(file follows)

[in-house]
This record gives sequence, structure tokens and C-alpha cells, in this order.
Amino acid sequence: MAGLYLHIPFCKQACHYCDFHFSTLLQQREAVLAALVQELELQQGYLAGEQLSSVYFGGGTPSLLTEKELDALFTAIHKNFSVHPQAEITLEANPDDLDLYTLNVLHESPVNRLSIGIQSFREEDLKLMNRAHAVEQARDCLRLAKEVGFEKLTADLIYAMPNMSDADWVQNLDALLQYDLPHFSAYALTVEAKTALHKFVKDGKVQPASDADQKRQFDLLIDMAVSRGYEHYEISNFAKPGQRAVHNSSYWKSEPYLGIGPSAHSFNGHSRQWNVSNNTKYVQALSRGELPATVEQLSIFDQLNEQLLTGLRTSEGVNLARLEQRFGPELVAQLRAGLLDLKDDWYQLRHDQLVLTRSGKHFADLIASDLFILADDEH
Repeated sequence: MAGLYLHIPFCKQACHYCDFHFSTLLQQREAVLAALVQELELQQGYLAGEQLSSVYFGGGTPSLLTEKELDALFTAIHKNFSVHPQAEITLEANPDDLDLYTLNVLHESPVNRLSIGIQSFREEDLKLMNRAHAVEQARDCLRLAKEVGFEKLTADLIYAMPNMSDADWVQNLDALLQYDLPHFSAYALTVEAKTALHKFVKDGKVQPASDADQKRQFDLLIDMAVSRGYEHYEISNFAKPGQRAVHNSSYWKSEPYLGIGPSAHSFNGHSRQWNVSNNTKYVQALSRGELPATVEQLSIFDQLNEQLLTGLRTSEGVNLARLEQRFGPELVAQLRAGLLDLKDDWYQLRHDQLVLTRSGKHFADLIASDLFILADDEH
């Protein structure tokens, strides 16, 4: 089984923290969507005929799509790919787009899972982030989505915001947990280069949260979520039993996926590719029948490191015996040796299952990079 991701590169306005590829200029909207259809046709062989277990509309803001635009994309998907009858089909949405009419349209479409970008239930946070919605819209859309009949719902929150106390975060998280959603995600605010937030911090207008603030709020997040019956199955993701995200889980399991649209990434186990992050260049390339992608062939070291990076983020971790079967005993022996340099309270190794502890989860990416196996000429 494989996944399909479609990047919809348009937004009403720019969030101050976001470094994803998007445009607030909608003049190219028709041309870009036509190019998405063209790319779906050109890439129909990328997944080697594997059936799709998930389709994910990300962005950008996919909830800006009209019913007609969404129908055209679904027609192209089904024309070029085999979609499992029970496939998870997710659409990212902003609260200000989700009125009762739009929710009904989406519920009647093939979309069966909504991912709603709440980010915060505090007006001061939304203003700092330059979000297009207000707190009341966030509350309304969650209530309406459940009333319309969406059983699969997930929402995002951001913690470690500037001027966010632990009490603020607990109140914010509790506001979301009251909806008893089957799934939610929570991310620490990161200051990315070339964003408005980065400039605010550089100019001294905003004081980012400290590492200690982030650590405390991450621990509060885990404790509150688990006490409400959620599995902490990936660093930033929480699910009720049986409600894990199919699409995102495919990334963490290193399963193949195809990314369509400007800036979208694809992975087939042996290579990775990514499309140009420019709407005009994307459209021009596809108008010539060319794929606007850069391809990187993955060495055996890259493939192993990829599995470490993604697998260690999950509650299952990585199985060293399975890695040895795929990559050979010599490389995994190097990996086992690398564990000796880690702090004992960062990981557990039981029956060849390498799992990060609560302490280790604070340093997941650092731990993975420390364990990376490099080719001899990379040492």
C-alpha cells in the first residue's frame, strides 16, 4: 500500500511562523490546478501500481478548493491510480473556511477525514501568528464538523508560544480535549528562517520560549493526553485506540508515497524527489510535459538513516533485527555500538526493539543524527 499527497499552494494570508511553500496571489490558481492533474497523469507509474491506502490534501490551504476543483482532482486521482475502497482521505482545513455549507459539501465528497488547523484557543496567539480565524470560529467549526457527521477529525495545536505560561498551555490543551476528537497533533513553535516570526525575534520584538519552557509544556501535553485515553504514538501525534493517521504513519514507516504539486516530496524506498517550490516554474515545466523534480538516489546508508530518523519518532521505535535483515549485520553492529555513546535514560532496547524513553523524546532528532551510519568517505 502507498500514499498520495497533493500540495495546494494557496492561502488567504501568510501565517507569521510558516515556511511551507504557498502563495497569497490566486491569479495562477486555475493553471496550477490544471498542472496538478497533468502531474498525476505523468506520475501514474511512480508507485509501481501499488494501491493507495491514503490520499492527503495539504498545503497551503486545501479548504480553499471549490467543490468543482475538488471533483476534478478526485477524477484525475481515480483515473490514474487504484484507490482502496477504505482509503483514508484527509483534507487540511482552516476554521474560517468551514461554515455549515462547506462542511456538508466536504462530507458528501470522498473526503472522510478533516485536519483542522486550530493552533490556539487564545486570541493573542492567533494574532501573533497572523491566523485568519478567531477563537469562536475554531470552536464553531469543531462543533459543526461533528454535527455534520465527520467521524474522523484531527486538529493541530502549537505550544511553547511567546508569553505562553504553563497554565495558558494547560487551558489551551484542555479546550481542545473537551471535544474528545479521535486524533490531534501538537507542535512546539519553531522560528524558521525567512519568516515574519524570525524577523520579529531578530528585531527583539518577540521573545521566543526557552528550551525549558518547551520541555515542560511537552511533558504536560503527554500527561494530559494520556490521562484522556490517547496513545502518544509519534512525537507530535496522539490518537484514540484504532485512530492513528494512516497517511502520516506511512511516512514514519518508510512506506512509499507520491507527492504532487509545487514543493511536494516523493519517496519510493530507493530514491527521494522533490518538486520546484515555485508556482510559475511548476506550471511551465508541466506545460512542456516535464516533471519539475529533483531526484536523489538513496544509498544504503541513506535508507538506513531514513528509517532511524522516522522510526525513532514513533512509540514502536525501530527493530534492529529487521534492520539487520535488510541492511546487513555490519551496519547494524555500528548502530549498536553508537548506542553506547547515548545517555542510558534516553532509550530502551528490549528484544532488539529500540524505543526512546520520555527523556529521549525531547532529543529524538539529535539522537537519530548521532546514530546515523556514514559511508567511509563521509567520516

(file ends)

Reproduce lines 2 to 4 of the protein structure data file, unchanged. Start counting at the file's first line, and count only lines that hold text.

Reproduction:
This record gives sequence, structure tokens and C-alpha cells, in this order.
Amino acid sequence: MAGLYLHIPFCKQACHYCDFHFSTLLQQREAVLAALVQELELQQGYLAGEQLSSVYFGGGTPSLLTEKELDALFTAIHKNFSVHPQAEITLEANPDDLDLYTLNVLHESPVNRLSIGIQSFREEDLKLMNRAHAVEQARDCLRLAKEVGFEKLTADLIYAMPNMSDADWVQNLDALLQYDLPHFSAYALTVEAKTALHKFVKDGKVQPASDADQKRQFDLLIDMAVSRGYEHYEISNFAKPGQRAVHNSSYWKSEPYLGIGPSAHSFNGHSRQWNVSNNTKYVQALSRGELPATVEQLSIFDQLNEQLLTGLRTSEGVNLARLEQRFGPELVAQLRAGLLDLKDDWYQLRHDQLVLTRSGKHFADLIASDLFILADDEH
Repeated sequence: MAGLYLHIPFCKQACHYCDFHFSTLLQQREAVLAALVQELELQQGYLAGEQLSSVYFGGGTPSLLTEKELDALFTAIHKNFSVHPQAEITLEANPDDLDLYTLNVLHESPVNRLSIGIQSFREEDLKLMNRAHAVEQARDCLRLAKEVGFEKLTADLIYAMPNMSDADWVQNLDALLQYDLPHFSAYALTVEAKTALHKFVKDGKVQPASDADQKRQFDLLIDMAVSRGYEHYEISNFAKPGQRAVHNSSYWKSEPYLGIGPSAHSFNGHSRQWNVSNNTKYVQALSRGELPATVEQLSIFDQLNEQLLTGLRTSEGVNLARLEQRFGPELVAQLRAGLLDLKDDWYQLRHDQLVLTRSGKHFADLIASDLFILADDEH